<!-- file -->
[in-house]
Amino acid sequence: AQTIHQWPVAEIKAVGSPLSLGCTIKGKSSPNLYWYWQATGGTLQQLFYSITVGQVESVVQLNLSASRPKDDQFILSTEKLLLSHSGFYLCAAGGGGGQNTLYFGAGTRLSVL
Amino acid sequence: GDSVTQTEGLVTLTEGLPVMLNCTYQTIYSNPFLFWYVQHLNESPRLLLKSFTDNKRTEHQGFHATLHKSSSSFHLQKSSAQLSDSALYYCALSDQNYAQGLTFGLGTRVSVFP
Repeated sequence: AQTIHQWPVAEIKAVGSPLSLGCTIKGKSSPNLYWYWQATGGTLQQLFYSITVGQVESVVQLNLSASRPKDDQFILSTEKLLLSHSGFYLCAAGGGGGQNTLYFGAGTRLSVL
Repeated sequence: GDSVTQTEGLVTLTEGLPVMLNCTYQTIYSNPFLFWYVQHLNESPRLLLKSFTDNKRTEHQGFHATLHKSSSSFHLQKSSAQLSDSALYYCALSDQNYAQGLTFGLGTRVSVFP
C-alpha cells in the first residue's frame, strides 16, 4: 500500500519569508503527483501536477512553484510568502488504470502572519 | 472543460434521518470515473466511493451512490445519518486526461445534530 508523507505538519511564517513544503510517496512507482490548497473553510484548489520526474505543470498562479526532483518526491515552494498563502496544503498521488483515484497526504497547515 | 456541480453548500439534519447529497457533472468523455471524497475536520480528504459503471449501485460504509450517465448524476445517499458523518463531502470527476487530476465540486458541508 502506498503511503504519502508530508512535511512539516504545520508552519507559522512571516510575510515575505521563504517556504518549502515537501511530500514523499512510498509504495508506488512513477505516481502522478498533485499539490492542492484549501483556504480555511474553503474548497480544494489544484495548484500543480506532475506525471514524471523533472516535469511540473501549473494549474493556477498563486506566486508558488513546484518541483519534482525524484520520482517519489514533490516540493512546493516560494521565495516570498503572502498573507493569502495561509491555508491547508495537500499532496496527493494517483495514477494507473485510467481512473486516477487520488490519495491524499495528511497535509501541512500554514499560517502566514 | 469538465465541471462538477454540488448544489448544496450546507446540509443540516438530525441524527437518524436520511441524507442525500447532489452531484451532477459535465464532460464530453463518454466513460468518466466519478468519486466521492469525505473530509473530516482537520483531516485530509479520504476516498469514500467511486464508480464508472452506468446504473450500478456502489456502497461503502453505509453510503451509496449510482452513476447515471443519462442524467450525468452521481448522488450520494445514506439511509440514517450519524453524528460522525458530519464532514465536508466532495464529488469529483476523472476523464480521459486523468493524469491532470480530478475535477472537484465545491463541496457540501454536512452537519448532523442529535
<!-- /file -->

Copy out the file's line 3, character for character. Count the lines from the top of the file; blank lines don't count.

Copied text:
Amino acid sequence: GDSVTQTEGLVTLTEGLPVMLNCTYQTIYSNPFLFWYVQHLNESPRLLLKSFTDNKRTEHQGFHATLHKSSSSFHLQKSSAQLSDSALYYCALSDQNYAQGLTFGLGTRVSVFP